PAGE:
NP Boxcars, one of my favorite schemes…

Towards the end, the Northern Pacific had some beautiful boxcars.  Surprisingly, there has not been many of their cars available from the high-quality manufacturers.  My favorite scheme that I wish to highlight, is their pine tree green scheme.

NP #1953 in Poughkeepsie, New York May 29, 1978,  Photo by  William Rogerson, courtesy www.rrpicturesarchive.net

NP #1953 in Poughkeepsie, New York May 29, 1978, Photo by William Rogerson, courtesy http://www.rrpicturesarchive.net

NP #2901 in Vidalia,  Georgia on April 29, 1993.  ©photo  F. Will Martin, courtesy http://www.rrpicturearchives.net/

NP #2901 in Vidalia, Georgia on April 29, 1993. ©photo F. Will Martin, courtesy http://www.rrpicturearchives.net/

It is really one of the classic boxcar schemes from the 1960s.  Many of these cars survived well into the BN era.

NP #5304 in Cajon California on March 25 1978 ©photo by Ron Hawkins

NP #5304 in Cajon California on March 25 1978 ©photo by Ron Hawkins, courtesy http://www.rrpicturearchives.net/

NP #2901 in Pocatello, Idaho.  Photo by Dave Krumenacker, courtesy http://www.rr-fallenflags.org/

Once again, NP #2901 in Pocatello, Idaho. Photo by Dave Krumenacker, courtesy http://www.rr-fallenflags.org/

I hope a company like Exactrail or Tangent takes notice of this glaring void.

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Destination — Pecos, Texas, 1970 and 80s…(or to the set of “The Last Picture Show?”) (Part II)

Now we are going to focus on the hometown railroad of Pecos, the Pecos Valley Southern.

Our ace photographer was there to capture it in the 1970 and 80s.

Below are images he captured in 1980 around the City of Pecos.  Pecos had been the site of an airbase in WWII.  Some of it was re-purposed to support industry after the war.

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Spurs at the old air base. ©B. Smith photo

 

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Drilling mud, anhydrous ammonia, and something augured unloaded on these tracks. ©B. Smith photo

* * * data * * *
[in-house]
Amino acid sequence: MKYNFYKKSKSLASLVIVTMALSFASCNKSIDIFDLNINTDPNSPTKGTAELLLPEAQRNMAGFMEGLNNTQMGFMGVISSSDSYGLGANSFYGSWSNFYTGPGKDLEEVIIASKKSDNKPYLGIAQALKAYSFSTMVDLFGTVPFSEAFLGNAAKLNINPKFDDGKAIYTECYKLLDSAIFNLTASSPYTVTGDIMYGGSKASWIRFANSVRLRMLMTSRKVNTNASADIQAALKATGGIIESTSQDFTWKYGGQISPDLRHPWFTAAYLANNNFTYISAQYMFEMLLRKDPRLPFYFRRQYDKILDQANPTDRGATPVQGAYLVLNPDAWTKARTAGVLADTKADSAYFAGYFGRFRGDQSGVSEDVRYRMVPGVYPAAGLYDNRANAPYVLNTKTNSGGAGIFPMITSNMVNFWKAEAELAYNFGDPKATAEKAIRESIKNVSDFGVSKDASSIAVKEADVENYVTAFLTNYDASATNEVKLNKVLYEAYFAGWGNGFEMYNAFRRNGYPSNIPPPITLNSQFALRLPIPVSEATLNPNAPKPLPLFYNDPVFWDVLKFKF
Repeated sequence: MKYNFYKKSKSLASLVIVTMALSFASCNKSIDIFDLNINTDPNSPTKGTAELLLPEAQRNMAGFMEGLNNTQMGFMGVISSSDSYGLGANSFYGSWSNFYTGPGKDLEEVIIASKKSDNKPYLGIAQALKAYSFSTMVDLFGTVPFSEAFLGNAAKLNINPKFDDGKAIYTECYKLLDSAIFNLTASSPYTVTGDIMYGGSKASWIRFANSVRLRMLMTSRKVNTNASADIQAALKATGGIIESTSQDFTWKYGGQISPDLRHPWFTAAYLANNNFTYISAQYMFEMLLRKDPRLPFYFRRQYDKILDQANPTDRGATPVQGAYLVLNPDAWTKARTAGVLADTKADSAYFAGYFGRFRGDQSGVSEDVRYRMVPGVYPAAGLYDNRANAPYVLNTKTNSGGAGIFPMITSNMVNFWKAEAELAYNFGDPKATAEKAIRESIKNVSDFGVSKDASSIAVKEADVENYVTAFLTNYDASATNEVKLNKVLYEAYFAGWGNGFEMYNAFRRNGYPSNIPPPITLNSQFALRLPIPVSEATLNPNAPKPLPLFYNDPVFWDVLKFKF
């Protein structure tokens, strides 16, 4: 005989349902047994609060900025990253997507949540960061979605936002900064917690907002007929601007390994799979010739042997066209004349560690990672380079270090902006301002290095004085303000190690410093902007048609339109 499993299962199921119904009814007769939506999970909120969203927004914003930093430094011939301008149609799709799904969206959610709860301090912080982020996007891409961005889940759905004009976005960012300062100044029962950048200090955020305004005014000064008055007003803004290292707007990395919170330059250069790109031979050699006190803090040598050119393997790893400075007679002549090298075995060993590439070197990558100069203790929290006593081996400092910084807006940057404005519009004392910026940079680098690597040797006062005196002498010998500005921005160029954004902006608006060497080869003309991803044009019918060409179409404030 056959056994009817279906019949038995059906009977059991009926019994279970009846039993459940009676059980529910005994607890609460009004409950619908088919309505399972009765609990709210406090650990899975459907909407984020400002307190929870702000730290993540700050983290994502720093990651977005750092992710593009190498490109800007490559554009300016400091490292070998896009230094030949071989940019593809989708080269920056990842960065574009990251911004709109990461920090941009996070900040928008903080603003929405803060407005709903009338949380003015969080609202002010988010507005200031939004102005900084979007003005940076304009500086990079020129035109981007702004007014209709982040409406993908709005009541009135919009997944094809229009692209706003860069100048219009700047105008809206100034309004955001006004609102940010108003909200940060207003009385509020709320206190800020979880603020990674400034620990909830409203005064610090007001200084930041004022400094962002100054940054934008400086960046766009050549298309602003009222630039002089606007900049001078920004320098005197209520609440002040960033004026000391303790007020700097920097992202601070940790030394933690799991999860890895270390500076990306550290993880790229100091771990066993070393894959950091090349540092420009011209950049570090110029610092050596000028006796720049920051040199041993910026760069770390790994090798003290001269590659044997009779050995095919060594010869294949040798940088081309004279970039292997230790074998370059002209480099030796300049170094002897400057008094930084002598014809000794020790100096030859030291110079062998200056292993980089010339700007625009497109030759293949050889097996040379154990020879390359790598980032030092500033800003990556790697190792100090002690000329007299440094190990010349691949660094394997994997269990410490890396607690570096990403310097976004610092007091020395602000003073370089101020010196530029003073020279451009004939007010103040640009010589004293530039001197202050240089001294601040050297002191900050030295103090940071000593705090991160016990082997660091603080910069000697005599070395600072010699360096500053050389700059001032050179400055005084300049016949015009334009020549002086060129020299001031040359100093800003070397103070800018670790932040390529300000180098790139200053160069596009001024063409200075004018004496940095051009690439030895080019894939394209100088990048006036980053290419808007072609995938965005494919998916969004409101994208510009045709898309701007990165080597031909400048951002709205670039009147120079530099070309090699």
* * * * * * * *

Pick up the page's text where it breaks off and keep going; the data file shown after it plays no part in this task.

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Team track in Pecos. The gondola is lettered for Conrail. Old airbase buildings that were leased out to various companies are in the back ground. ©B. Smith photo

Above represents West Texas railroading to a “t” in the 1970s–one boxcar here, a covered hopper or two there, a gondola here, etc.  It featured a lot of one or two car shipments.  We will see more of that as we venture further south in the next post.

South of Pecos sits a quarry which has been at various times a very important source of traffic for the railroad.  Below are images our photographer captured around the quarry in the late 1970s.  It remains today today but has changed sides of the highway since these photos.

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Lots of MP, TP, C&EI reporting marks on the hoppers in the 70’s in Pecos. ©B. Smith photo

Note the C&EI reporting marks.

C&IE #587783 and 522363 coming to the quarry. ©B. Smith photo

 

Shoving cars across the highway to the old gravel plant.

Shoving cars across the highway to the old gravel plant. ©B. Smith photo

 

Shoving empties into the old gravel plant.  Note the TP hopper two cars ahead.

Shoving empties into the old gravel plant. Note the Texas and Pacific hopper two cars ahead. ©B. Smith photo

Next post we will venture further south to a part of the PVS that for the most part no longer exists towards Saragosa and Balmorhea.

 

The power of buildings and organic commerce…

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More on Delaware in coming posts.  

See that light gray building to the left?  I was recently in Alexandria, VA.  I knew this area on the Potomac waterfront was slated for substantial “tourist and quality of life” changes.  I figured that building’s days were numbered so I had to check it out.

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Alexandria Marine Service and Sales has been in business for 64 years. The locally-owned store sells new and used boat engine parts and also fixes outboard engines. The shop is located right on the Old Town waterfront. The Potomac river flows right behind the building.   A beautiful and rustic setting.

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Check out the width of those walls.  I hope they continue to use this building with the waterfront development.  It would be tragic to see this solid structure come down.